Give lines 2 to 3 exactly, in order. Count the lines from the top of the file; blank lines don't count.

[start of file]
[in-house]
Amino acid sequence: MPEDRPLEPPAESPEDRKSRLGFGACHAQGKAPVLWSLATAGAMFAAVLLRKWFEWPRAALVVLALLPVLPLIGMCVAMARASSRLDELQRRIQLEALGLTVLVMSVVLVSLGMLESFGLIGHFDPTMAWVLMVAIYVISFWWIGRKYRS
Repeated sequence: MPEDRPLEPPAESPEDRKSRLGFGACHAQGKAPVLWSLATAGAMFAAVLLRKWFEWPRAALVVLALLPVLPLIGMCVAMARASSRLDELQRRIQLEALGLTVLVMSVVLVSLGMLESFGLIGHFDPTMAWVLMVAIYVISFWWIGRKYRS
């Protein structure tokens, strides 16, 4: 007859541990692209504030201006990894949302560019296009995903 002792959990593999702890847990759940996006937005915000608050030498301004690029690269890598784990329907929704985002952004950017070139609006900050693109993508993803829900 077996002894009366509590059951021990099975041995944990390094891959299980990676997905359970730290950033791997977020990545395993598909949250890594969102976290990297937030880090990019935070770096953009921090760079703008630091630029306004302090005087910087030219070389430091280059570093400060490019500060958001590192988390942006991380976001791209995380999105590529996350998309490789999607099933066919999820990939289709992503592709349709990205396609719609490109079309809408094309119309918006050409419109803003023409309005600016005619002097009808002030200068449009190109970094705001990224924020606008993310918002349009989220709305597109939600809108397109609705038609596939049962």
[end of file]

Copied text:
Amino acid sequence: MPEDRPLEPPAESPEDRKSRLGFGACHAQGKAPVLWSLATAGAMFAAVLLRKWFEWPRAALVVLALLPVLPLIGMCVAMARASSRLDELQRRIQLEALGLTVLVMSVVLVSLGMLESFGLIGHFDPTMAWVLMVAIYVISFWWIGRKYRS
Repeated sequence: MPEDRPLEPPAESPEDRKSRLGFGACHAQGKAPVLWSLATAGAMFAAVLLRKWFEWPRAALVVLALLPVLPLIGMCVAMARASSRLDELQRRIQLEALGLTVLVMSVVLVSLGMLESFGLIGHFDPTMAWVLMVAIYVISFWWIGRKYRS